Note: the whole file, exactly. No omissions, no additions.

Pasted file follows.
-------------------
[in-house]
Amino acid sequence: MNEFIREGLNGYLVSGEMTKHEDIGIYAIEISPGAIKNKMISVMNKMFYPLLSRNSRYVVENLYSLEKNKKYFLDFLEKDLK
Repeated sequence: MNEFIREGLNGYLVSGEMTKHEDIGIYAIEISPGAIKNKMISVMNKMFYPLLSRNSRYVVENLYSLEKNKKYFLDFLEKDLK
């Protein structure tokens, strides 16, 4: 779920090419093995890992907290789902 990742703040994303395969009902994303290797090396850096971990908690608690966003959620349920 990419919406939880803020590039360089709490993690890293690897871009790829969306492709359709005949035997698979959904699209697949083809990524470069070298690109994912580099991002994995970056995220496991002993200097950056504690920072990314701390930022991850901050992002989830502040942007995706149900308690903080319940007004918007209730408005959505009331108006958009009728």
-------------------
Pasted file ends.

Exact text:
[in-house]
Amino acid sequence: MNEFIREGLNGYLVSGEMTKHEDIGIYAIEISPGAIKNKMISVMNKMFYPLLSRNSRYVVENLYSLEKNKKYFLDFLEKDLK
Repeated sequence: MNEFIREGLNGYLVSGEMTKHEDIGIYAIEISPGAIKNKMISVMNKMFYPLLSRNSRYVVENLYSLEKNKKYFLDFLEKDLK
């Protein structure tokens, strides 16, 4: 779920090419093995890992907290789902 990742703040994303395969009902994303290797090396850096971990908690608690966003959620349920 990419919406939880803020590039360089709490993690890293690897871009790829969306492709359709005949035997698979959904699209697949083809990524470069070298690109994912580099991002994995970056995220496991002993200097950056504690920072990314701390930022991850901050992002989830502040942007995706149900308690903080319940007004918007209730408005959505009331108006958009009728």